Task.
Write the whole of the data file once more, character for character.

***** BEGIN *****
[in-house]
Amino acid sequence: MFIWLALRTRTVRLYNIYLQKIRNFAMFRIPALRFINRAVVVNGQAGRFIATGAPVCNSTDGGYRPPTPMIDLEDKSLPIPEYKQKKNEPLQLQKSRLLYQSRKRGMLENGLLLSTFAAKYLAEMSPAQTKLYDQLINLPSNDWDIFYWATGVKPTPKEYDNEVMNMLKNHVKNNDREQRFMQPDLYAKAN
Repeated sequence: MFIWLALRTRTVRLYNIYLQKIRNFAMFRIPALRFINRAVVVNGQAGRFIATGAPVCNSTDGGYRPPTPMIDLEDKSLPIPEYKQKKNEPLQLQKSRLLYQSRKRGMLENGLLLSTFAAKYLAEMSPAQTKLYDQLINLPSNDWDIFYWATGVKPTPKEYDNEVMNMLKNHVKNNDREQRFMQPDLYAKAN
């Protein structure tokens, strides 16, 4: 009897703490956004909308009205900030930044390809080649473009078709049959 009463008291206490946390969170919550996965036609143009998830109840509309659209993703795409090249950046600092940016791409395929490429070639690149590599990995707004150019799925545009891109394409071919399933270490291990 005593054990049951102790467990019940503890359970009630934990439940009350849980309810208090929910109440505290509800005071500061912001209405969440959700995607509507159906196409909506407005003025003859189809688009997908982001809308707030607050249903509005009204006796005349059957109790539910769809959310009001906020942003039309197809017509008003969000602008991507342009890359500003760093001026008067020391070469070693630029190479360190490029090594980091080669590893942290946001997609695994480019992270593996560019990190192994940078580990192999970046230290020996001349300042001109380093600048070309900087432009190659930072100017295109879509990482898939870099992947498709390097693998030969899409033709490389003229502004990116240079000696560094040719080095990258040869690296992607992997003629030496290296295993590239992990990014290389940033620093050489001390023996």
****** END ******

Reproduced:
[in-house]
Amino acid sequence: MFIWLALRTRTVRLYNIYLQKIRNFAMFRIPALRFINRAVVVNGQAGRFIATGAPVCNSTDGGYRPPTPMIDLEDKSLPIPEYKQKKNEPLQLQKSRLLYQSRKRGMLENGLLLSTFAAKYLAEMSPAQTKLYDQLINLPSNDWDIFYWATGVKPTPKEYDNEVMNMLKNHVKNNDREQRFMQPDLYAKAN
Repeated sequence: MFIWLALRTRTVRLYNIYLQKIRNFAMFRIPALRFINRAVVVNGQAGRFIATGAPVCNSTDGGYRPPTPMIDLEDKSLPIPEYKQKKNEPLQLQKSRLLYQSRKRGMLENGLLLSTFAAKYLAEMSPAQTKLYDQLINLPSNDWDIFYWATGVKPTPKEYDNEVMNMLKNHVKNNDREQRFMQPDLYAKAN
């Protein structure tokens, strides 16, 4: 009897703490956004909308009205900030930044390809080649473009078709049959 009463008291206490946390969170919550996965036609143009998830109840509309659209993703795409090249950046600092940016791409395929490429070639690149590599990995707004150019799925545009891109394409071919399933270490291990 005593054990049951102790467990019940503890359970009630934990439940009350849980309810208090929910109440505290509800005071500061912001209405969440959700995607509507159906196409909506407005003025003859189809688009997908982001809308707030607050249903509005009204006796005349059957109790539910769809959310009001906020942003039309197809017509008003969000602008991507342009890359500003760093001026008067020391070469070693630029190479360190490029090594980091080669590893942290946001997609695994480019992270593996560019990190192994940078580990192999970046230290020996001349300042001109380093600048070309900087432009190659930072100017295109879509990482898939870099992947498709390097693998030969899409033709490389003229502004990116240079000696560094040719080095990258040869690296992607992997003629030496290296295993590239992990990014290389940033620093050489001390023996």